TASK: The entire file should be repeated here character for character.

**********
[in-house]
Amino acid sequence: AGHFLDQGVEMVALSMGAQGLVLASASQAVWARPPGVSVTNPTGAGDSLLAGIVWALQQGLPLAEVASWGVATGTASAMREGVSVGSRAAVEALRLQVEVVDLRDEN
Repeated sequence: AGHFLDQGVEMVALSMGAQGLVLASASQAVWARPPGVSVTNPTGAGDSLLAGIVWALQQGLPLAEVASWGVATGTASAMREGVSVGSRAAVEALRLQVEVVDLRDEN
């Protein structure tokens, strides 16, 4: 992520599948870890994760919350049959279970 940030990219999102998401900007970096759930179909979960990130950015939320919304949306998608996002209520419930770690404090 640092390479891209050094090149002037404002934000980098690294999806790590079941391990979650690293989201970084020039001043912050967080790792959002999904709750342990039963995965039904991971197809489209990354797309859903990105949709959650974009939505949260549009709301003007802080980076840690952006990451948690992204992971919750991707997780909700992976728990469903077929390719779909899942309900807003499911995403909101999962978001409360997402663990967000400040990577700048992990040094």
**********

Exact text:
[in-house]
Amino acid sequence: AGHFLDQGVEMVALSMGAQGLVLASASQAVWARPPGVSVTNPTGAGDSLLAGIVWALQQGLPLAEVASWGVATGTASAMREGVSVGSRAAVEALRLQVEVVDLRDEN
Repeated sequence: AGHFLDQGVEMVALSMGAQGLVLASASQAVWARPPGVSVTNPTGAGDSLLAGIVWALQQGLPLAEVASWGVATGTASAMREGVSVGSRAAVEALRLQVEVVDLRDEN
């Protein structure tokens, strides 16, 4: 992520599948870890994760919350049959279970 940030990219999102998401900007970096759930179909979960990130950015939320919304949306998608996002209520419930770690404090 640092390479891209050094090149002037404002934000980098690294999806790590079941391990979650690293989201970084020039001043912050967080790792959002999904709750342990039963995965039904991971197809489209990354797309859903990105949709959650974009939505949260549009709301003007802080980076840690952006990451948690992204992971919750991707997780909700992976728990469903077929390719779909899942309900807003499911995403909101999962978001409360997402663990967000400040990577700048992990040094």